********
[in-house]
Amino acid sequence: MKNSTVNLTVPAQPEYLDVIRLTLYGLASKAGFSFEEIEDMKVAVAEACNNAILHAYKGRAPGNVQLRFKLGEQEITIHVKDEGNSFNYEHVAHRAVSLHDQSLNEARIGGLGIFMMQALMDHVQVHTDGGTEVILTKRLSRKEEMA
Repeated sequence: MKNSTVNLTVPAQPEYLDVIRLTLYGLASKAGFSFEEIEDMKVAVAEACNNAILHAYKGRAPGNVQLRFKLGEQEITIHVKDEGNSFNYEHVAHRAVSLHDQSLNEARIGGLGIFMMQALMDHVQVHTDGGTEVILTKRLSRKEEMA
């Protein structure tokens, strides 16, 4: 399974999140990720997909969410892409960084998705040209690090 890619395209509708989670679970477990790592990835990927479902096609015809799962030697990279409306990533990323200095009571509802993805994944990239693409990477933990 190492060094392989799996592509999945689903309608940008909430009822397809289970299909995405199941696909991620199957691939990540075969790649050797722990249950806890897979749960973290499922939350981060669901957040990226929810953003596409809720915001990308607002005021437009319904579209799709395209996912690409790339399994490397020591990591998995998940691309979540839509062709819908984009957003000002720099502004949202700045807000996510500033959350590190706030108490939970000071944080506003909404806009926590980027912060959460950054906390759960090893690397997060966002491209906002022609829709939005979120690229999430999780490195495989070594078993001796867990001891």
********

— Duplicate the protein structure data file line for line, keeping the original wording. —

[in-house]
Amino acid sequence: MKNSTVNLTVPAQPEYLDVIRLTLYGLASKAGFSFEEIEDMKVAVAEACNNAILHAYKGRAPGNVQLRFKLGEQEITIHVKDEGNSFNYEHVAHRAVSLHDQSLNEARIGGLGIFMMQALMDHVQVHTDGGTEVILTKRLSRKEEMA
Repeated sequence: MKNSTVNLTVPAQPEYLDVIRLTLYGLASKAGFSFEEIEDMKVAVAEACNNAILHAYKGRAPGNVQLRFKLGEQEITIHVKDEGNSFNYEHVAHRAVSLHDQSLNEARIGGLGIFMMQALMDHVQVHTDGGTEVILTKRLSRKEEMA
């Protein structure tokens, strides 16, 4: 399974999140990720997909969410892409960084998705040209690090 890619395209509708989670679970477990790592990835990927479902096609015809799962030697990279409306990533990323200095009571509802993805994944990239693409990477933990 190492060094392989799996592509999945689903309608940008909430009822397809289970299909995405199941696909991620199957691939990540075969790649050797722990249950806890897979749960973290499922939350981060669901957040990226929810953003596409809720915001990308607002005021437009319904579209799709395209996912690409790339399994490397020591990591998995998940691309979540839509062709819908984009957003000002720099502004949202700045807000996510500033959350590190706030108490939970000071944080506003909404806009926590980027912060959460950054906390759960090893690397997060966002491209906002022609829709939005979120690229999430999780490195495989070594078993001796867990001891």